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Michigan taps opioid funds for tiny drug victims — babies in withdrawal

Dr. Chasity Caperton in the doctor's office
Dr. Chasity Caperton, pediatrician and regional medical director of primary care, leads the team caring for newborns in OSF St. Francis Hospital and Medical Group in Escanaba. (Bridge photo by R.R. Branstrom)
  • Babies born to moms with substance abuse disorder often suffer withdrawal in the first days of life — shakes, sweats, fever, diarrhea, and difficulty sleeping and eating
  • Medicine can help, but skin-to-skin contact with Mom is usually better, doctors say
  • Michigan will use $1.3 million in opioid settlement dollars to support hospitals that, in turn, support parents who choose ‘rooming-in’

As Michigan faces down its deadly drug crisis, it will spend some of its opioid settlement funds on the tiniest victims: newborns born to moms who take opioids either illicitly or legally.

They are babies like Koby Clark, whose tiny body — less than 7 pounds — trembled with withdrawal when he was born at Hurley Medical Center in Flint.

His mother, Jessica Clark, was in recovery, prescribed methadone, a substitute opioid to keep cravings and withdrawal away. But that medication had coursed through Koby’s tiny body while in utero.


“It was horrible,” 38-year-old Jessica Clark said. She was exhausted and overwhelmed not only by uncertainty but also by guilt over her former addiction. “It was tough to watch.”


Still, Clark had something going for her — really, several “someones.”

Hurley staff had begun efforts in 2021 at “rooming in,” encouraging new moms to stay with their babies in those first hours and days after birth, consoling their newborns through withdrawal, rather than sending them to the nursery where they would be more likely to be medicated to ease symptoms.

Clark said the biggest surprise during her stay was not in the medical care, but rather the respect she received from staff — a cascade of feelings as a new mother swaddling her tiny son rather than a recovering addict visiting him in the nursery with others watching.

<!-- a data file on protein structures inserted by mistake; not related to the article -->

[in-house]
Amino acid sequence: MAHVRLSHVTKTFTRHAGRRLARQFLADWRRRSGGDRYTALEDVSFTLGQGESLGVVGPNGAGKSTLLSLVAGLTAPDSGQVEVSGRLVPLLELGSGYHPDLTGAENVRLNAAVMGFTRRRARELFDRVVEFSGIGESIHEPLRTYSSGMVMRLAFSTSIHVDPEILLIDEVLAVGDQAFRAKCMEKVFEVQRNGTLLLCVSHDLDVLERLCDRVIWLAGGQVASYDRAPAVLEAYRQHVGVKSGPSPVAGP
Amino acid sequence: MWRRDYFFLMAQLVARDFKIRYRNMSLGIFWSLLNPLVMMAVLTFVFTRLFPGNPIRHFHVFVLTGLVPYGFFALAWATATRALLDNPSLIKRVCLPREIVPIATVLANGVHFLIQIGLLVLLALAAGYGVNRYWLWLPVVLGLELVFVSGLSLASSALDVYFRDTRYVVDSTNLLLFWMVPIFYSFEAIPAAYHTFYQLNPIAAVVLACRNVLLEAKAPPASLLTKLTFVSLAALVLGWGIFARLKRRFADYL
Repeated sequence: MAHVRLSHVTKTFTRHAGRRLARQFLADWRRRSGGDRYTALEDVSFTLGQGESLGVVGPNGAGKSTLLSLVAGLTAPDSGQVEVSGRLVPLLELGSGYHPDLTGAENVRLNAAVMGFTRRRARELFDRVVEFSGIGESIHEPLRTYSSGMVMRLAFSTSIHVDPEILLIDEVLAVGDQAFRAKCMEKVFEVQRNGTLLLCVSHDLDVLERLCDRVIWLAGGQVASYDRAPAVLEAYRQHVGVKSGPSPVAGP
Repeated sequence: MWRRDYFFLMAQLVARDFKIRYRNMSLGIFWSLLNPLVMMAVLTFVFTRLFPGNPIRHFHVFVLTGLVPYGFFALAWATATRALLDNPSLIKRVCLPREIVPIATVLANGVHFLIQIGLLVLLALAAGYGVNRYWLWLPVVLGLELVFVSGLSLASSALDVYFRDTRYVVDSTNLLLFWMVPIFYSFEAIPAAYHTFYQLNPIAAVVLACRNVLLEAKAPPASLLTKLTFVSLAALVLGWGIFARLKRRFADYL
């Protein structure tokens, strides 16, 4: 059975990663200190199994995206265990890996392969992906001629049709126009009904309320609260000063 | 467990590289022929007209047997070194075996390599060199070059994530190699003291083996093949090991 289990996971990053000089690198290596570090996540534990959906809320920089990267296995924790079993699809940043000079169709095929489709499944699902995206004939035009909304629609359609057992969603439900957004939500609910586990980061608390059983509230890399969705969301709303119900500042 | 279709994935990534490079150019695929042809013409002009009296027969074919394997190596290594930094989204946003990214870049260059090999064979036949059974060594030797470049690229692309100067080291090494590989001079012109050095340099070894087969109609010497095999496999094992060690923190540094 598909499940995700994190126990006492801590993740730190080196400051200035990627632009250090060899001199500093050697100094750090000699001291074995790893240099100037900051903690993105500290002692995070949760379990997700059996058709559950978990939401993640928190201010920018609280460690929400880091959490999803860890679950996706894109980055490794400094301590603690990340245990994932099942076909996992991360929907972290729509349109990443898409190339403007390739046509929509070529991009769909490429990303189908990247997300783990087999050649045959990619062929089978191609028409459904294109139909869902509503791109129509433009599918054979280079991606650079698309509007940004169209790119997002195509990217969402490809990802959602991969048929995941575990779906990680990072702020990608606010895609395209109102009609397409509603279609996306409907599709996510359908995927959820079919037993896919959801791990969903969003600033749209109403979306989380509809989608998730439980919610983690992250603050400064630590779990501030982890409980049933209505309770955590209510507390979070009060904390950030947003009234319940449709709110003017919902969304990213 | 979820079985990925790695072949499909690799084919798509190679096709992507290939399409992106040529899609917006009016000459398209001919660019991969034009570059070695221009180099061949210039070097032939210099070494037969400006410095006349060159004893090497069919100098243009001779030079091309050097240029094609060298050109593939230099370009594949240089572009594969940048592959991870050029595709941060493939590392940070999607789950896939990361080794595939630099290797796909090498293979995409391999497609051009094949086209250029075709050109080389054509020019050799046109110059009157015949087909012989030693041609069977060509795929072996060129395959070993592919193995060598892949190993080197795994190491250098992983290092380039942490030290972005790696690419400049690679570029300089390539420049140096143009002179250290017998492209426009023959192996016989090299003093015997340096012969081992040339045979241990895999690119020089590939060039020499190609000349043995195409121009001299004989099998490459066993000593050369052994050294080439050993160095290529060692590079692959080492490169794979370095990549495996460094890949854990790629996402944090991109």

The program “shows that it’s okay to be in recovery, that there is support for,” she said.

Now, the Michigan Department of Health and Human Services is setting aside $1.3 million of Michigan’s share of national opioid settlement funds to make more of those moments possible. Michigan is slated to receive nearly $1.6 billion by 2040, with half being distributed to the State of Michigan Opioid Healing and Recovery Fund and the other half being distributed directly to county, city and township governments.

woman holding baby
At just a few days old, Koby began suffering from withdrawal, because his mother, Jessica, was prescribed medications to help her recover from opioid addiction. (Courtesy photo)

The grant, announced earlier this month, will expand rooming-in to five birthing hospitals across the state: Hurley as well as Covenant Medical Center in Saginaw, OSF St. Francis Hospital in Escanaba, University of Michigan Health – Sparrow Hospital in Lansing and Bronson Battle Creek Hospital.

The spending fits into the broader four-pillar opioid strategy of prevention, treatment, harm reduction and recovery support, and it recognizes that the opioid epidemic has disproportionately impacted communities of color, Dr. Natasha Bagdasarian, the state’s chief medical executive and co-chair of the Michigan Opioids Task Force, told Bridge Michigan.

Funds pay for hospital room renovations to make the time in the hospital more comfortable for new parents — room-darkening shades, bassinets and dimmable lights.

That gives Mom and other caregivers space and time for skin-to-skin contact in those first days — crucial moments that deepen a mother’s and baby’s natural instinct to bond, make breastfeeding easier, and help the baby to stay warm and cry less.

mostly empty room, there are paint cans and a coach that's covered